The Directness of Deaf Culture

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When a hearing person sees two Deaf people communicating, they may not realize that there is an entire culture associated with being Deaf and using sign language, but Deaf culture is very real and very different from hearing culture. In fact, The American Sign Language University at Lifeprint.com explains that people who identify with Deaf culture refer to themselves as “Capital D” Deaf because it is such an important part of their identity (Griffin, 2012). It is treated like a nationality, in that it would be disrespectful to spell America without the capital A. The World Federation for the Deaf asserts that deaf and hearing culture are similar in that communication is very important, but how Deaf people interact with one another is different. Gallaudet University’s Laurent Clerc National Deaf Education Center (Clerc NDEC) offers a discussion of Deaf culture. It explains that Deaf people engage in more physical contact when they interact. They are more likely to hug hello and goodbye than hearing people are. While it may be rude to tap a hearing person on the shoulder to get their attention, a Deaf person would find this acceptable. In some cases, it is even okay to knock on a table or stomp on the floor to get someone’s attention. All these behaviors would probably seem rude to a hearing person, but they are not in Deaf culture (2013).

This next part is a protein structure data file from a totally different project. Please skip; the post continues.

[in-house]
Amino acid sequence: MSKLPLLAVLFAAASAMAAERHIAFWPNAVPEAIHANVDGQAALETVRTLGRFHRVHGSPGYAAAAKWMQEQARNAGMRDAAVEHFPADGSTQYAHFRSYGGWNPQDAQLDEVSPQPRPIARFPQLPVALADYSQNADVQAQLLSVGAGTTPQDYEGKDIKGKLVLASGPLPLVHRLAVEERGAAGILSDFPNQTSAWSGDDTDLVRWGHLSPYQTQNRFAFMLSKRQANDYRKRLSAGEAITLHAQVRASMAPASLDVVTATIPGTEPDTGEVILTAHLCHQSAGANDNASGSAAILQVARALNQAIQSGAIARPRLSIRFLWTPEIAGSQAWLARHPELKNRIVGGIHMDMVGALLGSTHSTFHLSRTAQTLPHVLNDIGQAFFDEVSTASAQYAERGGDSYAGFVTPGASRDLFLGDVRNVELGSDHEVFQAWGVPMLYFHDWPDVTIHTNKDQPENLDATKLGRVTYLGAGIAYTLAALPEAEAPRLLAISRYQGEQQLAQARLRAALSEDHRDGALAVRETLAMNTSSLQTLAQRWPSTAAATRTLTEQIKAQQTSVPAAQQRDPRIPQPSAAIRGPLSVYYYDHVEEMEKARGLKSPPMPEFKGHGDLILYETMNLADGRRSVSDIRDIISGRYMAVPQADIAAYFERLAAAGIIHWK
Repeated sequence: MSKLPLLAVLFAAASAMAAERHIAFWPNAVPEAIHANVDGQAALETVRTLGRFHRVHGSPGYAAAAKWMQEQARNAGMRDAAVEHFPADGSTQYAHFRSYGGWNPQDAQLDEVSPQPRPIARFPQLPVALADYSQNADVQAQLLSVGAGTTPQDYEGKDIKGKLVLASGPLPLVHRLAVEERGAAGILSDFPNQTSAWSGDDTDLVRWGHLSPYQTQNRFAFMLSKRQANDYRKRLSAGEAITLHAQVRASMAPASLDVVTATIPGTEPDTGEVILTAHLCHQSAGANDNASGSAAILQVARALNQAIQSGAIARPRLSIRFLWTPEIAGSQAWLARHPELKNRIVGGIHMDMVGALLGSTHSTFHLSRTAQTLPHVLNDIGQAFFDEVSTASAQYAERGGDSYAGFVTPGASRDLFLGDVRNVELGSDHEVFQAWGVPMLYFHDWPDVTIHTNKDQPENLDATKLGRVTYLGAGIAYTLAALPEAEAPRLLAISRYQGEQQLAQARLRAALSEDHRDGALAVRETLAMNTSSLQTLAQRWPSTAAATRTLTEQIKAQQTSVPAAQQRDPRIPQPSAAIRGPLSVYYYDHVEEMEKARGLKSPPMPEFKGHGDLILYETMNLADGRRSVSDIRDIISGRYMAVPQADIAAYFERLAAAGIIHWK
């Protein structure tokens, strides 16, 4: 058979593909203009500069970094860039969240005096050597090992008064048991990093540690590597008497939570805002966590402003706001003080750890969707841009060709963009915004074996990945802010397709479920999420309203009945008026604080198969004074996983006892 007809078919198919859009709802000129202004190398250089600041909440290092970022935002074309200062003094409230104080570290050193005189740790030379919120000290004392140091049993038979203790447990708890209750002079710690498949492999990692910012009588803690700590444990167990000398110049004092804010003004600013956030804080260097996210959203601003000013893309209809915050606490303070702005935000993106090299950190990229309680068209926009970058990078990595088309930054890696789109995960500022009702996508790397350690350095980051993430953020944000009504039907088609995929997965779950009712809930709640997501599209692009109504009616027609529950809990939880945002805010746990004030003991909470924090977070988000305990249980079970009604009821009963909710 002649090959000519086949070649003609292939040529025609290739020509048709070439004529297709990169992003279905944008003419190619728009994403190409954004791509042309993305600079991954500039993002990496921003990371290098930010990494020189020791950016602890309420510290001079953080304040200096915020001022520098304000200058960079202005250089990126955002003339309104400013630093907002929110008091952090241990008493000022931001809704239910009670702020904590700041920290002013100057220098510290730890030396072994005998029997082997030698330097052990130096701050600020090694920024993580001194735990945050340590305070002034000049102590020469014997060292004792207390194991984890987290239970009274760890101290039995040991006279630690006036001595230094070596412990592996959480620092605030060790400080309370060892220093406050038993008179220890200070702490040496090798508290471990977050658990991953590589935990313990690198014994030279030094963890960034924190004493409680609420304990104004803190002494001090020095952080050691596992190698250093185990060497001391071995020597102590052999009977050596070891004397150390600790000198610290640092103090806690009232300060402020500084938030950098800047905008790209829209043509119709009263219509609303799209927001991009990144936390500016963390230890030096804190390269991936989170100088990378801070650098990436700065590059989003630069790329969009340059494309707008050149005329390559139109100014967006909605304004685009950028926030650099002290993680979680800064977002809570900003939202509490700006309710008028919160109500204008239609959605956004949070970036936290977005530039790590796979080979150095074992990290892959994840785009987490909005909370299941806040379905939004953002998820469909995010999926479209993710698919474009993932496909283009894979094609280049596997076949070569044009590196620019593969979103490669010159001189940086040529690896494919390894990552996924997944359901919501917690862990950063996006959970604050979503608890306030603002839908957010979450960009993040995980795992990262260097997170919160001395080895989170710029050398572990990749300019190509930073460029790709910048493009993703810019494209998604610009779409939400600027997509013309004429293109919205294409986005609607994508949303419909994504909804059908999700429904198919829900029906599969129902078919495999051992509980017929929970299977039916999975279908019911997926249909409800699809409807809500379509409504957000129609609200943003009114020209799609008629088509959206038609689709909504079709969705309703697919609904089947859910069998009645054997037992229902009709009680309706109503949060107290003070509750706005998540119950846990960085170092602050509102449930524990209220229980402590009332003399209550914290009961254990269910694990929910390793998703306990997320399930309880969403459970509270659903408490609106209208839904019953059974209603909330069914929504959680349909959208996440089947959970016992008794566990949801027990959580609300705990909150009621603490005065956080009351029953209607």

Whether or not a person can hear, they usually still value honesty, but Deaf people tend to take this very seriously. As the Clerc NDEC explains, Deaf people are very direct in communication. Euphemisms and vague language are not an important part of Deaf communication (2013) For example, if two Deaf people have not seen each other in a long time, and one has lost some hair, it is not unlikely that other would tell them, “You’re going bald!” A hearing person would probably be offended, but a Deaf person would not because the statement was truthful. Deaf culture is much more open and direct than hearing culture, and this accounts for many of the differences that occur between the two.

References

About American deaf culture. (n.d.). Laurent Clerc National Deaf Education Center. Retrieved March 28, 2014, from https://www.gallaudet.edu/clerc_center/inform

Griffin, J. (2012, April 6). Deaf culture: Being a deaf person is still being a person. Deaf Culture: Personhood. Retrieved March 15, 2014, from http://www.lifeprint.com/asl101/topics/culture-personhood.htm